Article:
Review: The Rise of Ransom City
I like surprises. At least, I like some kinds of surprises. Those like finding twenty bucks in an old pair of pants, or running into a long-lost high school friend while on vacation. There are some surprises though that I don’t particularly care for. Say, the sharp end of a tack poking up through my chair *after* hearing my pants rip open. Or that I’ve run out of gas ten minutes after passing the last gas station for fifty miles. So, I suppose it’s surprises I like that…er…I like. 🙂 Go figure. And after having read the first book in this series, I was considerably less than happy at what I found in this second and final book of the series. An unpleasant surprise to be sure.
THE RISE OF RANSOM CITY is the second of two books written by Felix Gilman about an alternate-history America in which two groups of demons have inhabited portions of the land. There are the forces of The Gun, wild gun-slingers that carry demon-inhabited guns with an uncanny ability to not miss their target. Then there’s those of The Line, who are mostly slaves and underlings for massive demon-possessed trains that travel across an extensive layout of rails. These two groups are each trying to spread their influence across the wide scape of the wild west, while doing away with the other, and spend very little time doing otherwise. Caught in the middle are the rest of everybody else.
THE HALF-MADE WORLD (EBR Review) had a really good setup, with characters from each of the groups of interest in this new version of the Wild West that interacted with one another and came together in a story that was interesting and fun, even though it was somewhat slow at times. The biggest issue I had with it was that up until the very end I had no idea that it was the first book in a duology instead of a standalone book. But actually, after reading THE RISE OF RANSOM CITY, I figured out that THE HALF-MADE WORLD was a standalone book.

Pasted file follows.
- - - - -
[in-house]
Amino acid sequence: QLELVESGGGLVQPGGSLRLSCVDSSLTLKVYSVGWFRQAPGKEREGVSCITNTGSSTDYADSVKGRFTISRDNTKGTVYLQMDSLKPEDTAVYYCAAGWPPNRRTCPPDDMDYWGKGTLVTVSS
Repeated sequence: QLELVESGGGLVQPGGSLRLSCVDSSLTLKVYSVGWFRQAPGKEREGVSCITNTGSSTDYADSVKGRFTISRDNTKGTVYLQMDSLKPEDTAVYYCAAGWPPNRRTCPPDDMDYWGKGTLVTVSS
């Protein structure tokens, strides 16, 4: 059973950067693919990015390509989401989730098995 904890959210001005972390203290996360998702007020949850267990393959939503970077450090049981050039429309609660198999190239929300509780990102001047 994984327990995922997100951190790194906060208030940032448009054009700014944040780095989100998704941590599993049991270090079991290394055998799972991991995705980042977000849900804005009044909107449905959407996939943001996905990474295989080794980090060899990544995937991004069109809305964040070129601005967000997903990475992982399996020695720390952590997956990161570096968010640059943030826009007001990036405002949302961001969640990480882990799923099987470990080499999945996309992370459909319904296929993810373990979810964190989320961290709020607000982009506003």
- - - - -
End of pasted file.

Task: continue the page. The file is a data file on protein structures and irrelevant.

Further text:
This might be a little confusing, so let me explain.
RISE OF RANSOM CITY is predominantly told from the perspective of what would have been a tertiary character from the first book. That is, a character that the main characters come across along the way but who plays no significant role in the story at large. And the story begins when this character, Dr. Harry Ransom, is born. As soon as I read that, I knew I was in trouble. We see the kid grow up, the things he does, the things that are done to him. He crosses paths briefly with the forces of The Line once when he’s young. Then he starts traveling across the open land, the HALF-MADE land of the previous novel, trying to raise money so that he can perfect the invention of his imagination: The Ransom Process, a novel, free way to generate electricity. He crosses paths once with Dr. Liv Alverhuysen and John Creedmore from the previous novel, although he is unaware as to just who they are (and thus are we) for about 90% of his travel time with them. Then there’s some more fundraising trips, and a few other events that come along but I think you’re probably starting to get the picture.
The entire novel revolves around Dr. Ransom, the future completion of his “process”, and his desire to build Ransom City where electricity will be free of charge. Nearly all of the speculative elements of the previous novel are disregarded and ignored. There are brief stints, where the interesting portions of the last novel crossed paths with this new story, but on the whole they are forgotten. And the story struggles because of it. Instead, it is a slow, mostly boring slog through the life of Dr. Ransom.
And just because I had such a difficult time with this one, and I’d rather try to dissuade most readers from giving their precious time to this book, I’m going to spoil the ending for you. Ready for this?
There isn’t one.
No ending. Yup, you heard me. The fact of the matter is that this is an “autobiographical” tale, that was “truly” written by Dr. Ransom, and the final portion of the novel–the parts that concern the actual rise of Ransom City–were never found. Thus, there is no ending.
So, in my opinion, there is really only one book in this series worth reading, THE HALF-MADE WORLD, and it should be regarded as a stand-alone book, despite the fact that it only contains half the story of The Line and The Gun. Alas, it looks as if we’ll never know what happened, and I’m somewhat perturbed about that. Avoid wasting your time with this one.
Recommended Age: 14+
Language: Infrequent swearing with the most explicit being blanked out with long dashes.
Violence: Several people killed by guns, though there was nothing gory
Sex: Some vague talk of sex having occurred